This project was adapted from Nancy Bush’s Folk Socks: The History & Techniques of Handknitted Footwear. In addition to the Egyptian Socks, there were patterns for seventeen other designs, all inspired by traditional, historic references. Unfortunately, this title is now out of print, but you can still find the pattern for the Egyptian socks in the July/August 2012 issue of PieceWork.
The inspiration for these decorative socks comes from the collection of The Textile Museum in Washington, D.C. The socks are typical of Islamic footwear of the fifteenth to sixteenth centuries. On the original socks in the museum, a band of simplified Kufesque letters (an early form of Arabic script) above the heel and before the toe shaping spelled the word for the Kufic name of God. I have replaced the original stitch pattern in these two areas with a geometric diamond pattern that works well with the other patterns. The heel is worked with a series of simple short-rows. The toe is shaped with four pairs of blue decreases in each decrease round, with a natural-colored knit stitch between each pair.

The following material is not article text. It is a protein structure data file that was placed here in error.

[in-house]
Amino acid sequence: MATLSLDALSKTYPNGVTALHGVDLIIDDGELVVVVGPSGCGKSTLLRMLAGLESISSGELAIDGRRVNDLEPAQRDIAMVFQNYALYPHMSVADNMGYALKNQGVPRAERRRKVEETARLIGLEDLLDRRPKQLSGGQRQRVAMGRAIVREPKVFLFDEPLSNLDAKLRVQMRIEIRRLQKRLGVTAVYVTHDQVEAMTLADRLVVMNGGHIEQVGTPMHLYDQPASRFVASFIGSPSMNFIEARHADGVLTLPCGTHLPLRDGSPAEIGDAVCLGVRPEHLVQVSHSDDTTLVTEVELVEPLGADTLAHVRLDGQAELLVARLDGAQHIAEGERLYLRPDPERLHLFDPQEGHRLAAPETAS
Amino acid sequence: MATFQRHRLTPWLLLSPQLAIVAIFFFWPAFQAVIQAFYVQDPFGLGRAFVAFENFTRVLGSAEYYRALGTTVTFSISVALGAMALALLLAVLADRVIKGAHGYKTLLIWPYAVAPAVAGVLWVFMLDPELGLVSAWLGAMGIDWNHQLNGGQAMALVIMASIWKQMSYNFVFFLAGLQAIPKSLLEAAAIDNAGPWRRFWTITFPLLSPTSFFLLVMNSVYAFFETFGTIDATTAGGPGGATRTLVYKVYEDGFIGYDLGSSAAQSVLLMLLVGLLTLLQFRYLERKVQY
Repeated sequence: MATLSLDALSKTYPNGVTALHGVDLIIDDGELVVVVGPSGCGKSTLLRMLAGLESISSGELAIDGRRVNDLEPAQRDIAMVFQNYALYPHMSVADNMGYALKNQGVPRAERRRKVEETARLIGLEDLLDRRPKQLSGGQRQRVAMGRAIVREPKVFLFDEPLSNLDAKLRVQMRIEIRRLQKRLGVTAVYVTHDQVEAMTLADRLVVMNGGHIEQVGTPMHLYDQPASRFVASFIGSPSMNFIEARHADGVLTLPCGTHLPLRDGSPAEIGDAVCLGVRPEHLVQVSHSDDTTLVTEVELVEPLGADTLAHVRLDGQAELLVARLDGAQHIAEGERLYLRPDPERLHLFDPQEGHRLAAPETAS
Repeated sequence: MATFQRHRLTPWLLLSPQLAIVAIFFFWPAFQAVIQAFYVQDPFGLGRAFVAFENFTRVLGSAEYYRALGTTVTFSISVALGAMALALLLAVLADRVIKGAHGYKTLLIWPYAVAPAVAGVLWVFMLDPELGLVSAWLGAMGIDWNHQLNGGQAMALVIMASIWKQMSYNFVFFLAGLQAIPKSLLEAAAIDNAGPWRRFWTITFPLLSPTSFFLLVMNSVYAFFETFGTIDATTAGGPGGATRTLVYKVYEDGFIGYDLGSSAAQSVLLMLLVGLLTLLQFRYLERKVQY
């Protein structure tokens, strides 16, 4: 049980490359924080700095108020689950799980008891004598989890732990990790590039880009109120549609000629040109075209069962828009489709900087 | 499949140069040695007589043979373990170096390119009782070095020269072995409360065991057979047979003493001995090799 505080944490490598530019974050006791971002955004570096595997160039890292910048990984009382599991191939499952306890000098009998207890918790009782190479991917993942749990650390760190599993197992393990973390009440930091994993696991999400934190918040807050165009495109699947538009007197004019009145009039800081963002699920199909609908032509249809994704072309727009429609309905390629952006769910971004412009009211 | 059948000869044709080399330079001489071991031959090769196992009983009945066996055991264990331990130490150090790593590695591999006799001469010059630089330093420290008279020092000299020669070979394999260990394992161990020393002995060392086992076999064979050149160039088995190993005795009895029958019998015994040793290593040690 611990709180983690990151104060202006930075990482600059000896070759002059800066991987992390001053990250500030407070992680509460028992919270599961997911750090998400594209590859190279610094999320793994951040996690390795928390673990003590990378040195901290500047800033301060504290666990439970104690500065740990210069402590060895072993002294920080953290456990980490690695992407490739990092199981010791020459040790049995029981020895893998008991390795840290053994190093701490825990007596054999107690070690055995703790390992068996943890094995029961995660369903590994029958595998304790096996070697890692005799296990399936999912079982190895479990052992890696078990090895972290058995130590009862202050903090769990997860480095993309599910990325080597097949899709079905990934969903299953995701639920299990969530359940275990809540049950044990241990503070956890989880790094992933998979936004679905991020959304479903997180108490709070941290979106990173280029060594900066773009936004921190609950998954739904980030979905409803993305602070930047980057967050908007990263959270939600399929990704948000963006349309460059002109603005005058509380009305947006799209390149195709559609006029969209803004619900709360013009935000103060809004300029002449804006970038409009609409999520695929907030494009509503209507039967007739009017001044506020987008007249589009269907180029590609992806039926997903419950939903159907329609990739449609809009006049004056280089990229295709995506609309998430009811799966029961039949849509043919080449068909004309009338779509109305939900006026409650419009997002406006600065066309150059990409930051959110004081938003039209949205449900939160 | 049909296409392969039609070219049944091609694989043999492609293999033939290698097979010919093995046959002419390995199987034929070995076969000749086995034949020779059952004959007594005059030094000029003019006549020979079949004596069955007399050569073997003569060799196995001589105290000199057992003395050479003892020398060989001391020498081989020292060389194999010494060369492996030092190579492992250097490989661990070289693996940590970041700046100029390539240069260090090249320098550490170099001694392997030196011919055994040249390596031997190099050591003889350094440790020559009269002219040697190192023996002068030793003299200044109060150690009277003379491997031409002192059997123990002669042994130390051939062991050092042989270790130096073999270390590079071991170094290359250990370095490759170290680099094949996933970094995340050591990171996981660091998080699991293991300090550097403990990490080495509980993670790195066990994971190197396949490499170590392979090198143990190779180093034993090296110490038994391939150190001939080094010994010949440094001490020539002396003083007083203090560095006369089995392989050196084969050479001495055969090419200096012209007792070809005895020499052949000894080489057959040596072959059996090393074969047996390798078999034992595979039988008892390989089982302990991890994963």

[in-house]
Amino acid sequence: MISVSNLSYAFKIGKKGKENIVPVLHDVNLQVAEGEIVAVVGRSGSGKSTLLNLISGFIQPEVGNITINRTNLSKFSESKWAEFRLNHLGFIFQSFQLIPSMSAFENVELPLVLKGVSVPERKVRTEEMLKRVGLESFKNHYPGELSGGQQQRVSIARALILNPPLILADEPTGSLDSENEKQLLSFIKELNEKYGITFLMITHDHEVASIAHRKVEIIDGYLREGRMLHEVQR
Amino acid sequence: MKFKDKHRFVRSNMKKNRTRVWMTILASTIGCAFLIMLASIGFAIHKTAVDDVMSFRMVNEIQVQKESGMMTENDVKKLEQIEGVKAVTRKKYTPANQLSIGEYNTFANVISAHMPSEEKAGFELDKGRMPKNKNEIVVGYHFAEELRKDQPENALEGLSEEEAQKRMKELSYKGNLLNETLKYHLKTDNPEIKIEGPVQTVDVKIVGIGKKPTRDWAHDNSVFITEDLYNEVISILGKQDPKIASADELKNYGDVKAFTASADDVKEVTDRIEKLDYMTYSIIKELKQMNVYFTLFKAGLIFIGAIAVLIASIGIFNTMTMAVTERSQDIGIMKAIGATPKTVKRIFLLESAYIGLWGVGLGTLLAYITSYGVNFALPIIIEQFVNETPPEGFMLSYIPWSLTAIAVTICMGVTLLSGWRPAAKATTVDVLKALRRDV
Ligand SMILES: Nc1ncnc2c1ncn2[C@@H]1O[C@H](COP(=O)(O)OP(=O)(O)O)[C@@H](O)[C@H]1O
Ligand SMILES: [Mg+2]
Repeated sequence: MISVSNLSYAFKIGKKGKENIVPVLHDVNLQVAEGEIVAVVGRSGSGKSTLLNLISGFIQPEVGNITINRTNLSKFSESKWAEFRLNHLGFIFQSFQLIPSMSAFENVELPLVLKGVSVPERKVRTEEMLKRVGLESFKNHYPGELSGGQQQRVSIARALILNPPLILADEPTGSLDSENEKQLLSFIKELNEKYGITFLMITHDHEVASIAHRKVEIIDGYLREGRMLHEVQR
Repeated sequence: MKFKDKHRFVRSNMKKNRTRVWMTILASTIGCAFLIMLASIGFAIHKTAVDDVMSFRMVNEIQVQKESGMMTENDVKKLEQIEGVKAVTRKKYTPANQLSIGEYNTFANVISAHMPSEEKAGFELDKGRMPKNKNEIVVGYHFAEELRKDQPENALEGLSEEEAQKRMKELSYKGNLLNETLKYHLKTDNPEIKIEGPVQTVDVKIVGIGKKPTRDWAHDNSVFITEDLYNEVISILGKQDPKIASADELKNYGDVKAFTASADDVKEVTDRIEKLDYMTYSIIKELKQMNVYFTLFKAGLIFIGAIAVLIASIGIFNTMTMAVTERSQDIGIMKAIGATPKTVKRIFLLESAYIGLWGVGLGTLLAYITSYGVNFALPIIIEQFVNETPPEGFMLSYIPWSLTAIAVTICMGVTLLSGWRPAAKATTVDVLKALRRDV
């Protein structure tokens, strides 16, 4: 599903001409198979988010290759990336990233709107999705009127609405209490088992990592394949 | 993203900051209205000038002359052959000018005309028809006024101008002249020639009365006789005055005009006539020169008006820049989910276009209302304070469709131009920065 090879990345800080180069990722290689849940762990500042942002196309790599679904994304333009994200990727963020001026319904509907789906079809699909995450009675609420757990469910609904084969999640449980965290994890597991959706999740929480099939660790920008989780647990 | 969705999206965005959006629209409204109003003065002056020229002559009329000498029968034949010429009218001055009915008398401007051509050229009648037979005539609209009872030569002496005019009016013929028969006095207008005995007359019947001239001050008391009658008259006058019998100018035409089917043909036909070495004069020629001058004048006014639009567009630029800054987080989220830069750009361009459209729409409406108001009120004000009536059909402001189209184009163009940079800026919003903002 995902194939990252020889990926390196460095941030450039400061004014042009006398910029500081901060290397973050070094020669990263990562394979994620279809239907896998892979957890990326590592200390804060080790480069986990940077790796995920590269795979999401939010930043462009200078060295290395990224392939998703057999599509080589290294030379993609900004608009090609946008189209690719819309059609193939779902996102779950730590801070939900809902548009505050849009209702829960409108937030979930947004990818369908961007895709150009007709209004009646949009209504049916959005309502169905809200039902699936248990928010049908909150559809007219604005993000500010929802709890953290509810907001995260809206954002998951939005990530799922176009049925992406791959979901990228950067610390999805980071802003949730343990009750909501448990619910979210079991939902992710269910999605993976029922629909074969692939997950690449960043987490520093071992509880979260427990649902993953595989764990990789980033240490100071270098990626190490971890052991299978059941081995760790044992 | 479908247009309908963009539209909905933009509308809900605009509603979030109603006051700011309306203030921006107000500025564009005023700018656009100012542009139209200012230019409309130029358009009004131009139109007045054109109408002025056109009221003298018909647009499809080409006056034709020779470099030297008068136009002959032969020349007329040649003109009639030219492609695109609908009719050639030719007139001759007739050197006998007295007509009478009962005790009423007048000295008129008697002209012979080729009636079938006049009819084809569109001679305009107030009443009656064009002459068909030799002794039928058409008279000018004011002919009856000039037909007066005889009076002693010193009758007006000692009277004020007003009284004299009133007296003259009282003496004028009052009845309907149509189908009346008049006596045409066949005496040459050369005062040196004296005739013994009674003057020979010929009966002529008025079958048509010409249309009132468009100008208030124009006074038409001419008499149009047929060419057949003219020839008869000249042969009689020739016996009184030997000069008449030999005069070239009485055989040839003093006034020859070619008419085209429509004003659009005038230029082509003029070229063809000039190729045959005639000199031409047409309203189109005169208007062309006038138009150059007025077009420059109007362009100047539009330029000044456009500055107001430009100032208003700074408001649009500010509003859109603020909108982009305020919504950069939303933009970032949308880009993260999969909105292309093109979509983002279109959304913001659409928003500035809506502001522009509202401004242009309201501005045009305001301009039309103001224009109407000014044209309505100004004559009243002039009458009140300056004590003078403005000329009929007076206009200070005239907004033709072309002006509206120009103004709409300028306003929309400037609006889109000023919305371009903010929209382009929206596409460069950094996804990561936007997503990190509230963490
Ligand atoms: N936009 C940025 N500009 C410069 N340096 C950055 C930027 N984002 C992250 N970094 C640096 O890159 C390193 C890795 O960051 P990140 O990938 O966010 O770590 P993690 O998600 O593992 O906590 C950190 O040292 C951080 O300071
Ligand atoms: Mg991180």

Wendy Guernsey, 5-ply 100% wool yarn, sportweight, 245 yards (224.0 m)/100 gram (3.5 oz) skein, 1 skein each of #674 Atlantic Blue and #500 Aran
Needles, set of 5 double pointed, size 2 (2.75 mm) or size needed to obtain gauge
Finished size: About 8 inches (20 cm) foot circumference, 8¾ inches (22 cm) foot length from back of heel to tip of toe, and 7¾ inches (19 cm) leg length from top of cuff to beg of heel; to fit U.S. woman’s shoe sizes 6 to 8; for larger socks, use one size larger needles and work more rnds in the leg and foot
Gauge: 18 sts and 19 rnds = 2 inches (5.1 cm) in colorwork patt, worked in rnds
Nancy Bush, a member of PieceWork’s editorial advisory panel, teaches knitting workshops nationwide and is the author of numerous books. She owns the Wooly West, an online source for knitters. Visit www.woolywest.com.
_ Download a copy of the July/August 2012 issue of_ PieceWork to make your own pair of “Egyptian Socks to Knit.” Read more about historical socks in our blog post, “Practical Socks in the 5th Century.”